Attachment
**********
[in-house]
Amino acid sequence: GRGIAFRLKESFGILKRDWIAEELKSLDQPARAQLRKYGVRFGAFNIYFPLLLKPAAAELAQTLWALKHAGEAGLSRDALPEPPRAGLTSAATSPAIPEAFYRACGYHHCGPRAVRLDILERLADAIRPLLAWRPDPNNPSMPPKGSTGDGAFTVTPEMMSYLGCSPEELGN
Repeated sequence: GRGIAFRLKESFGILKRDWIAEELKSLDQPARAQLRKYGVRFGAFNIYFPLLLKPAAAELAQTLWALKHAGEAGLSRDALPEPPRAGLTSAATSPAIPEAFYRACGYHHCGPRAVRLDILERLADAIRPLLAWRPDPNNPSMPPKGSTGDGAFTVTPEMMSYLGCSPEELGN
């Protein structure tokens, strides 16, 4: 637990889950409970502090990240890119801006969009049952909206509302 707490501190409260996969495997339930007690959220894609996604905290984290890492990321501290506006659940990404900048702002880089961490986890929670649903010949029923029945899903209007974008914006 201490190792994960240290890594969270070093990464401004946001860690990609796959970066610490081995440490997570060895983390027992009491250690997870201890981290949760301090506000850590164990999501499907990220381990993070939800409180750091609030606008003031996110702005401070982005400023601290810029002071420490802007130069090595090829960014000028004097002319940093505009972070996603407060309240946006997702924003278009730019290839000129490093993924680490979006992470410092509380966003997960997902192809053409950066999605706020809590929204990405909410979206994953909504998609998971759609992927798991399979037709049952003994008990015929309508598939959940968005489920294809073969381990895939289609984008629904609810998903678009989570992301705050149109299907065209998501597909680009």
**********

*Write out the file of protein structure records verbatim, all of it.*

[in-house]
Amino acid sequence: GRGIAFRLKESFGILKRDWIAEELKSLDQPARAQLRKYGVRFGAFNIYFPLLLKPAAAELAQTLWALKHAGEAGLSRDALPEPPRAGLTSAATSPAIPEAFYRACGYHHCGPRAVRLDILERLADAIRPLLAWRPDPNNPSMPPKGSTGDGAFTVTPEMMSYLGCSPEELGN
Repeated sequence: GRGIAFRLKESFGILKRDWIAEELKSLDQPARAQLRKYGVRFGAFNIYFPLLLKPAAAELAQTLWALKHAGEAGLSRDALPEPPRAGLTSAATSPAIPEAFYRACGYHHCGPRAVRLDILERLADAIRPLLAWRPDPNNPSMPPKGSTGDGAFTVTPEMMSYLGCSPEELGN
């Protein structure tokens, strides 16, 4: 637990889950409970502090990240890119801006969009049952909206509302 707490501190409260996969495997339930007690959220894609996604905290984290890492990321501290506006659940990404900048702002880089961490986890929670649903010949029923029945899903209007974008914006 201490190792994960240290890594969270070093990464401004946001860690990609796959970066610490081995440490997570060895983390027992009491250690997870201890981290949760301090506000850590164990999501499907990220381990993070939800409180750091609030606008003031996110702005401070982005400023601290810029002071420490802007130069090595090829960014000028004097002319940093505009972070996603407060309240946006997702924003278009730019290839000129490093993924680490979006992470410092509380966003997960997902192809053409950066999605706020809590929204990405909410979206994953909504998609998971759609992927798991399979037709049952003994008990015929309508598939959940968005489920294809073969381990895939289609984008629904609810998903678009989570992301705050149109299907065209998501597909680009």